MORE MAGDALEN STREET MEMORIES FROM THE 1950s
Margaret Hornagold. (Liz Gibson’s sister)
At 12 years old my childhood came to an end, we moved from a small bungalow in Thorpe St Andrew to a larger house, due to a new baby girl being born. The house we now lived in was near the Blyth School, a short distance from the Magdalen St. area, so we were able to frequent the area quite often. I attended the Blyth School and well remember calling home for a drink and snack and walking into Magdalen Street and being seen by one of the school ‘mistresses’ and reported to the ‘Head’ – Mrs Whittaker was her name, and lo and behold if you were ever sent to her room! I was duly called in and well recall the telling-off I received ‘You must never be seen
without your school hat, it’s part of your uniform’.
I was 13yrs and at that time had a best friend called Gillian. After school we’d call at her house which was just off Magdalen Road and we’d have a cold drink, after which she’d go upstairs for a couple of seconds (no more) come down, and say she’d ‘made’ her bed – As her parents both worked that was the ‘chore’ designated to her! Then she’d get on the piano and play two or three Winnifred Atwell’ numbers incredibly well… I envied her talent, never being particularly musical. From there we’d saunter along Magdalen Road, cross over at Magdalen Gates (the Artichoke on the left) past a tiny Pub (The White Swan I think) and into her parent’s shop called Rosiers. It was a grocery shop which sold almost everything. At the back of the shop were small barrels of wine which you could fill up with your own bottle. The counter was on the right of the door as you walked in from the street, that held several jars of sweets. After having a quick word with her parents Gillian would open one of the jars of her choice and dive her hand in, filling it with the sweets which we’d share. Just past their shop was a wet fish shop, the parents of another friend of hers owned that and to this day, having different owners through the years, it’s always been the same.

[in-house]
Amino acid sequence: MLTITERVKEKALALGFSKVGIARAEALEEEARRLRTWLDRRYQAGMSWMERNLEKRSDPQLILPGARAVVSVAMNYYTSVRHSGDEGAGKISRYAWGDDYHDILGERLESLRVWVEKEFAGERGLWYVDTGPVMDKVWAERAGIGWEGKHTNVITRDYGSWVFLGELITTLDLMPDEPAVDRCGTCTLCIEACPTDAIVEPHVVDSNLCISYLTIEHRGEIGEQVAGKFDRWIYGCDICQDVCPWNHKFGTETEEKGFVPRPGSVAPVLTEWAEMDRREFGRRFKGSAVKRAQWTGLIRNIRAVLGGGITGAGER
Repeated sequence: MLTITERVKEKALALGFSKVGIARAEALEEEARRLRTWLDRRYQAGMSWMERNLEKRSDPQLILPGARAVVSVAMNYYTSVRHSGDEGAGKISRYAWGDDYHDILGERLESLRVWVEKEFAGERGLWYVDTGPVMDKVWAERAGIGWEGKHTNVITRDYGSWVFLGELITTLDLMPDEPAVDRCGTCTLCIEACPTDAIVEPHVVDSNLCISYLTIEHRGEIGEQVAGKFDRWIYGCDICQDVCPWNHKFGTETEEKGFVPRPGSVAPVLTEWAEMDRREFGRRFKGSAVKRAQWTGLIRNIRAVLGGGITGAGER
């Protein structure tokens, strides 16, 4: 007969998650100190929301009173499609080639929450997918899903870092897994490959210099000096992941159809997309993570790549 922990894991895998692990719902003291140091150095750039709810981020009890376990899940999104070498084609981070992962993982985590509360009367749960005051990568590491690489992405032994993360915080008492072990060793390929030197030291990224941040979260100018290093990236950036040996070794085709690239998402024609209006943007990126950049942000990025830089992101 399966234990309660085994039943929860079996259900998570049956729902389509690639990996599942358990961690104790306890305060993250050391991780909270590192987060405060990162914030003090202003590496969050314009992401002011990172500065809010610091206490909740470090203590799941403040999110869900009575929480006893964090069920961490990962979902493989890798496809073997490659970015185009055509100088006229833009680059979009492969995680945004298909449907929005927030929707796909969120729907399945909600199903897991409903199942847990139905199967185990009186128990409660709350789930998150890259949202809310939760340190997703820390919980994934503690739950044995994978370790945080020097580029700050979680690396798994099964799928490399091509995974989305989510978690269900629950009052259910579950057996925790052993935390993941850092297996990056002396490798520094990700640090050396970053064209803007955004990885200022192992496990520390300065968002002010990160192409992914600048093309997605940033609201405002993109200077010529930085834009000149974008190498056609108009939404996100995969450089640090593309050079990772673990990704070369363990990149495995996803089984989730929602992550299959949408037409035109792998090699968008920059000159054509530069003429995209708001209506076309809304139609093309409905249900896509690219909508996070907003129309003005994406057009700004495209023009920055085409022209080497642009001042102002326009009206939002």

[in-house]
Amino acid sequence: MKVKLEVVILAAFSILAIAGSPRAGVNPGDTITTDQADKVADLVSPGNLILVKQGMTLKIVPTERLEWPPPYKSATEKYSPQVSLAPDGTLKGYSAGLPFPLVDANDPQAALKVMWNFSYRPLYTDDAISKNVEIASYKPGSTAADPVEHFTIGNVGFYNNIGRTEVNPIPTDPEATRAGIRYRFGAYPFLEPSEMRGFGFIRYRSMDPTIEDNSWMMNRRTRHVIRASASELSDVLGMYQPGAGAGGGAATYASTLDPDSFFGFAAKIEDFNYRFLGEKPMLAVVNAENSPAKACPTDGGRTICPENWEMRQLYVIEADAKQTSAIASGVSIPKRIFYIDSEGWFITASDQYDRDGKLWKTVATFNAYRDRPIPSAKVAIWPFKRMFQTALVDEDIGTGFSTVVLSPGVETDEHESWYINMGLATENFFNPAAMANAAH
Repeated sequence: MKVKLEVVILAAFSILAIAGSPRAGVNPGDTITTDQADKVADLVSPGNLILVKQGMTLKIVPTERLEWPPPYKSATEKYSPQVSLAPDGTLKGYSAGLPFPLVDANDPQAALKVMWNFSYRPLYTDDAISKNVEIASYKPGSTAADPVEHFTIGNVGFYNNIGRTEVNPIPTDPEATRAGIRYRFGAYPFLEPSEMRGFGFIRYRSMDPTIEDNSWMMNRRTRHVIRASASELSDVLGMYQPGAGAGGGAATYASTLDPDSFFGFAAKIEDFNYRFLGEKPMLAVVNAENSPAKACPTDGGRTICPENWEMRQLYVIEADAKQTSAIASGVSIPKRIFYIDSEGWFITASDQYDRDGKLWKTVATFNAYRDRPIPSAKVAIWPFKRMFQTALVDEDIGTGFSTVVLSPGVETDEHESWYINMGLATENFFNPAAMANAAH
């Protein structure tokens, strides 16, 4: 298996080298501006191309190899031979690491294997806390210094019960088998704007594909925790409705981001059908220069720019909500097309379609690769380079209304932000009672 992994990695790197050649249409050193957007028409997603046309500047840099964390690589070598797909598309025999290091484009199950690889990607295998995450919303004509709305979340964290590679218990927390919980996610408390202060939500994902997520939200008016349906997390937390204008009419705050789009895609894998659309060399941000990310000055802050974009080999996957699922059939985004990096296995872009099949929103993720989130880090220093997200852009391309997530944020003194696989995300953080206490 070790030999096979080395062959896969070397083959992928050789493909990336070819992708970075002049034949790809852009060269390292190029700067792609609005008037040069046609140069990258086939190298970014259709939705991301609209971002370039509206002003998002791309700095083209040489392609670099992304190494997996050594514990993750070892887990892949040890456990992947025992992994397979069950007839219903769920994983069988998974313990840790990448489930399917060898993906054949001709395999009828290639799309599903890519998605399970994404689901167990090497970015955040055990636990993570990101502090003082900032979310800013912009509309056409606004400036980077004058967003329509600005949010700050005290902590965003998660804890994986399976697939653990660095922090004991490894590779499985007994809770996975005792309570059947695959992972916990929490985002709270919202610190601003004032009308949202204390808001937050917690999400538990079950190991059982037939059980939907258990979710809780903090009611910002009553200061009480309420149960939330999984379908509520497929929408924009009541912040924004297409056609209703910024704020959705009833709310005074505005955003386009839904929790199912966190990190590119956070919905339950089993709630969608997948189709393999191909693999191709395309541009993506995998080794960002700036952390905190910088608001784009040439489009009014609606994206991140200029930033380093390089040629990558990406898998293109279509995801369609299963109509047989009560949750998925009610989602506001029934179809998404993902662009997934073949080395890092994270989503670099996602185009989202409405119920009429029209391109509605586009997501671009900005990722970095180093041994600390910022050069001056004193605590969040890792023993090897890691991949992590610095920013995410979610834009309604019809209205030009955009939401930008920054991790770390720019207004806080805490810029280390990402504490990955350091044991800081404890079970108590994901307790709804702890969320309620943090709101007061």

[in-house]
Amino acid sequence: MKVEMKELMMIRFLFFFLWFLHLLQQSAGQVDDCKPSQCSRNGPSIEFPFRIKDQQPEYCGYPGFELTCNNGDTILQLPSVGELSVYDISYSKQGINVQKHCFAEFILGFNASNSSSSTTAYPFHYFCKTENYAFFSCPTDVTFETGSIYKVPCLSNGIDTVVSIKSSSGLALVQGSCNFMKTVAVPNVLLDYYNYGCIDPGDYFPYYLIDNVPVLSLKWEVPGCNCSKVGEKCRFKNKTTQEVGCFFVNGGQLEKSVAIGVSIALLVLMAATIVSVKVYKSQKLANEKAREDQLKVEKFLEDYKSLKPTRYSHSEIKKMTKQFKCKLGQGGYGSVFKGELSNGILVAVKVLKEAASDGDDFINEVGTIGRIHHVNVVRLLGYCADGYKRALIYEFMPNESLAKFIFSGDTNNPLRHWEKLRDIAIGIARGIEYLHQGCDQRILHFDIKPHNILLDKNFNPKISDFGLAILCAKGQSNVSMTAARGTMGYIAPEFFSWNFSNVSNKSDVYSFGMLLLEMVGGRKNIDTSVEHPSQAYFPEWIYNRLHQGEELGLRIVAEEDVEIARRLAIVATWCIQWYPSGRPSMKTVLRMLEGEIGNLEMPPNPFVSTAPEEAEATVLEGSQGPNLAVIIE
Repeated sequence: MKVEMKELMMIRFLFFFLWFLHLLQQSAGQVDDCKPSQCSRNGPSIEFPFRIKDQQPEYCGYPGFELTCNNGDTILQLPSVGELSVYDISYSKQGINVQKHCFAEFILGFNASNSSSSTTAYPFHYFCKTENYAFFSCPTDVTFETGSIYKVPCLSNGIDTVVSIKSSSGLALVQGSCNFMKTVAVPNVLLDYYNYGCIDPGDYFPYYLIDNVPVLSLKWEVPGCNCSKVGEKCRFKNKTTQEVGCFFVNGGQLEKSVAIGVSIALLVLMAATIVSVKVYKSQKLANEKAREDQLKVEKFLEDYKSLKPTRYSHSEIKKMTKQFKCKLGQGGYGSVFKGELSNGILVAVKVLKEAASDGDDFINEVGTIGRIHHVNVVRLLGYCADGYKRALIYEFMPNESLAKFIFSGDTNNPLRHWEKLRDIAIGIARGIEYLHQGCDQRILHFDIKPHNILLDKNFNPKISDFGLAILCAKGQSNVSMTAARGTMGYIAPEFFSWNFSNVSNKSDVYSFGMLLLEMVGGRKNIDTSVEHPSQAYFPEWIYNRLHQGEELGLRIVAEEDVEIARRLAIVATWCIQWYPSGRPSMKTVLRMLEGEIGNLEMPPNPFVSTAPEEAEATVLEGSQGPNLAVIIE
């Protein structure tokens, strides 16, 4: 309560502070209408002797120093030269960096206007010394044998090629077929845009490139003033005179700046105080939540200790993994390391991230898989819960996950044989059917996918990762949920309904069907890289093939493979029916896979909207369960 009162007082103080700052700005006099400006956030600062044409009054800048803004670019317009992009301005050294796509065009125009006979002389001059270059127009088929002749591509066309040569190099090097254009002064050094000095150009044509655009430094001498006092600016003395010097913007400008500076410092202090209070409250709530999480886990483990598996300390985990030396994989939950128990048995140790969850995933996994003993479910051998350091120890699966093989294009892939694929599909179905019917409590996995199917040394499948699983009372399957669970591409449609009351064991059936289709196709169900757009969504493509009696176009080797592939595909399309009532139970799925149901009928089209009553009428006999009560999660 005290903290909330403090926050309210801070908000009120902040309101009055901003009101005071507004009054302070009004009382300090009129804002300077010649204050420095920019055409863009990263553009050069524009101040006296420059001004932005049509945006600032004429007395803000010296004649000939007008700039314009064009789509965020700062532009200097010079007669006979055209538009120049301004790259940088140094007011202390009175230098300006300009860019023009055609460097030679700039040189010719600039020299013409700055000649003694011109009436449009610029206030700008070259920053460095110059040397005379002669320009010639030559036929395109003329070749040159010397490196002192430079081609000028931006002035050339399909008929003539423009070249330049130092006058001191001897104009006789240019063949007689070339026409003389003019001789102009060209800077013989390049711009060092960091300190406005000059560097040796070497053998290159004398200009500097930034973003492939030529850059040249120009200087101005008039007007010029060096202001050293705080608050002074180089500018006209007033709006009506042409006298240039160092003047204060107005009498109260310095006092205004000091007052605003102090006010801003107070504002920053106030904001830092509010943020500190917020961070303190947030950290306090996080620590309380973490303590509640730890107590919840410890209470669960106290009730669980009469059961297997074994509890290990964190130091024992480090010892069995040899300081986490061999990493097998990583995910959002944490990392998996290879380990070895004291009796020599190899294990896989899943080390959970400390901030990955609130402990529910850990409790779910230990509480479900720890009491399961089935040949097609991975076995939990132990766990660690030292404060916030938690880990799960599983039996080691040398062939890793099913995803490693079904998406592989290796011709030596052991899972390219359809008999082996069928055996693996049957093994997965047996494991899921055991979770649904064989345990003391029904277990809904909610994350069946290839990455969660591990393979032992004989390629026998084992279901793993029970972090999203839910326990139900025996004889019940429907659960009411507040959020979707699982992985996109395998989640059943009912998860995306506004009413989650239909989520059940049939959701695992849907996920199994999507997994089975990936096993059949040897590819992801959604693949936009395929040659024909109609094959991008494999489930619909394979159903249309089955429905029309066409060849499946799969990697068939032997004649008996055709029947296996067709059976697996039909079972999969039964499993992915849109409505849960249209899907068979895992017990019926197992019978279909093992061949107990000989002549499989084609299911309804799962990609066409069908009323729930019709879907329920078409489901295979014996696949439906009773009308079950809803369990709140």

During my late teens I worked in the office of Jarrold Printing Works, a stone’s throw away from Magdalen Street. I used to cycle through there on my way to and from work but it wasn’t until I started working at Jewson’s in Colegate and by this time a married woman that I began frequenting the shops more. Anglia Square was now a thriving place – with Sainsbury’s there it was very popular. I think I was in there most days, loading my bike up and cycling home to my new house in Sprowston. Naturally enough I got used to the shops and the people who worked there, an ex-footballer of the time – Ken Nethercott either owned or worked in Magdalen Street, I
can honestly say that whenever I passed his shop I never saw any business being conducted – he was always outside the door having a chat with someone (mainly about football no doubt) His shop was situated opposite Woolworths, next to Fieldings the cycle shop. Just along there was a very popular shop – I think it was the first of its kind. It was ‘The Bargain Shop’ It sold any number of cleaning goods, soap and brushes etc. It was a magnet for me, especially at Christmas when I bought numerous small items for prizes to be given out at our Christmas party at home.
Some places never change – The Army Recruitment Centre on the corner of
Magdalen Street and Colegate has been there since the year Dot – I passed that every day for 10+ years and I could count on one hand how many people I ever saw in there. I think they’re still trying to attract men into the forces – I’ve a feeling they won’t acquire an army from there somehow!
At the beginning of the 60’s when first married my husband’s parents frequented a small Pub where Roy’s now is. It was called ‘The Rose’; a very small place with a long narrow room, tables and chairs at the sides and a piano at the far end. Half way down on the right was a door leading to a yard with a very ‘salubrious’ toilet at the side. The entrance to the Pub was down an alleyway, the door being on the right. If my memory serves me correctly the door was a dull green, which at the time reminded me of the popular song of the era – ‘Who’s that knocking on the Green Door’.
I’m ending this saga by saying that when looking at black and white photographs of this area and time it looks incredibly dank and depressing, but to us growing up then it was bright and exciting and I personally wouldn’t have wanted to have missed it.